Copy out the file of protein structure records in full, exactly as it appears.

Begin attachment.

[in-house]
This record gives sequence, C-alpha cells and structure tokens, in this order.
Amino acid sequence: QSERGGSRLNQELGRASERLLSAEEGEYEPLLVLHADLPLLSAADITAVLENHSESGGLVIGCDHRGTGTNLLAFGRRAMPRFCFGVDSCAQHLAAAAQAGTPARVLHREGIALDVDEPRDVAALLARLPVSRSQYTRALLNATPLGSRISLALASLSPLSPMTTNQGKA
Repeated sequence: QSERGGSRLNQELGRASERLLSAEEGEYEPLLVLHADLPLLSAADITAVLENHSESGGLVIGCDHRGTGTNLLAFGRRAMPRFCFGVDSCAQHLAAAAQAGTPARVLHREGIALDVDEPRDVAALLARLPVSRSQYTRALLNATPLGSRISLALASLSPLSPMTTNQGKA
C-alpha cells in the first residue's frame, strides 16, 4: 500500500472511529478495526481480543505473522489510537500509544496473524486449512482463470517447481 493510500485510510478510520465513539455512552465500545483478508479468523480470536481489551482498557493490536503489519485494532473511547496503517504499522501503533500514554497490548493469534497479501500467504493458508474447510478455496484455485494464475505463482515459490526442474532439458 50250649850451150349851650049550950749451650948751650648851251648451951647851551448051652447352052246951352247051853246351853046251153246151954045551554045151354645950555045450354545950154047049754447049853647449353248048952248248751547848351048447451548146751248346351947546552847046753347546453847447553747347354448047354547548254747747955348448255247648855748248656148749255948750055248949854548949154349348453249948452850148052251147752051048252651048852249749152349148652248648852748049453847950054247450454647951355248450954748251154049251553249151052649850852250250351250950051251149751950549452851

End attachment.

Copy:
[in-house]
This record gives sequence, C-alpha cells and structure tokens, in this order.
Amino acid sequence: QSERGGSRLNQELGRASERLLSAEEGEYEPLLVLHADLPLLSAADITAVLENHSESGGLVIGCDHRGTGTNLLAFGRRAMPRFCFGVDSCAQHLAAAAQAGTPARVLHREGIALDVDEPRDVAALLARLPVSRSQYTRALLNATPLGSRISLALASLSPLSPMTTNQGKA
Repeated sequence: QSERGGSRLNQELGRASERLLSAEEGEYEPLLVLHADLPLLSAADITAVLENHSESGGLVIGCDHRGTGTNLLAFGRRAMPRFCFGVDSCAQHLAAAAQAGTPARVLHREGIALDVDEPRDVAALLARLPVSRSQYTRALLNATPLGSRISLALASLSPLSPMTTNQGKA
C-alpha cells in the first residue's frame, strides 16, 4: 500500500472511529478495526481480543505473522489510537500509544496473524486449512482463470517447481 493510500485510510478510520465513539455512552465500545483478508479468523480470536481489551482498557493490536503489519485494532473511547496503517504499522501503533500514554497490548493469534497479501500467504493458508474447510478455496484455485494464475505463482515459490526442474532439458 50250649850451150349851650049550950749451650948751650648851251648451951647851551448051652447352052246951352247051853246351853046251153246151954045551554045151354645950555045450354545950154047049754447049853647449353248048952248248751547848351048447451548146751248346351947546552847046753347546453847447553747347354448047354547548254747747955348448255247648855748248656148749255948750055248949854548949154349348453249948452850148052251147752051048252651048852249749152349148652248648852748049453847950054247450454647951355248450954748251154049251553249151052649850852250250351250950051251149751950549452851